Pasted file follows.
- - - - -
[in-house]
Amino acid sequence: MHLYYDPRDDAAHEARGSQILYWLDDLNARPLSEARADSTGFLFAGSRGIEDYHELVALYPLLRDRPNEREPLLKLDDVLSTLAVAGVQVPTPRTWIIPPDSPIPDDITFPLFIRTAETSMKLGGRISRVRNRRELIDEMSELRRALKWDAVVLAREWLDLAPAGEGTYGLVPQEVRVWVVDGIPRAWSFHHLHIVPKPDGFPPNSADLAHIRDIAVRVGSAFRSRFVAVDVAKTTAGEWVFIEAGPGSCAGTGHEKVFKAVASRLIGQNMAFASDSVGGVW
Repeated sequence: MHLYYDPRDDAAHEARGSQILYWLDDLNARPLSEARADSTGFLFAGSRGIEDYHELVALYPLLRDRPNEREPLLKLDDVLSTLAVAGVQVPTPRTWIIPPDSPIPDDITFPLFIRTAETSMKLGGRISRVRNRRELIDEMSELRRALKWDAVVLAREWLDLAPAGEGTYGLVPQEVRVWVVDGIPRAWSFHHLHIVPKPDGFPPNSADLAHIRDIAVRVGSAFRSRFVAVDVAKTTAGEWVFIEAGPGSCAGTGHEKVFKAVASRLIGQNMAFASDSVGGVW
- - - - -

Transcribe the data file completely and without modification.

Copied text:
[in-house]
Amino acid sequence: MHLYYDPRDDAAHEARGSQILYWLDDLNARPLSEARADSTGFLFAGSRGIEDYHELVALYPLLRDRPNEREPLLKLDDVLSTLAVAGVQVPTPRTWIIPPDSPIPDDITFPLFIRTAETSMKLGGRISRVRNRRELIDEMSELRRALKWDAVVLAREWLDLAPAGEGTYGLVPQEVRVWVVDGIPRAWSFHHLHIVPKPDGFPPNSADLAHIRDIAVRVGSAFRSRFVAVDVAKTTAGEWVFIEAGPGSCAGTGHEKVFKAVASRLIGQNMAFASDSVGGVW
Repeated sequence: MHLYYDPRDDAAHEARGSQILYWLDDLNARPLSEARADSTGFLFAGSRGIEDYHELVALYPLLRDRPNEREPLLKLDDVLSTLAVAGVQVPTPRTWIIPPDSPIPDDITFPLFIRTAETSMKLGGRISRVRNRRELIDEMSELRRALKWDAVVLAREWLDLAPAGEGTYGLVPQEVRVWVVDGIPRAWSFHHLHIVPKPDGFPPNSADLAHIRDIAVRVGSAFRSRFVAVDVAKTTAGEWVFIEAGPGSCAGTGHEKVFKAVASRLIGQNMAFASDSVGGVW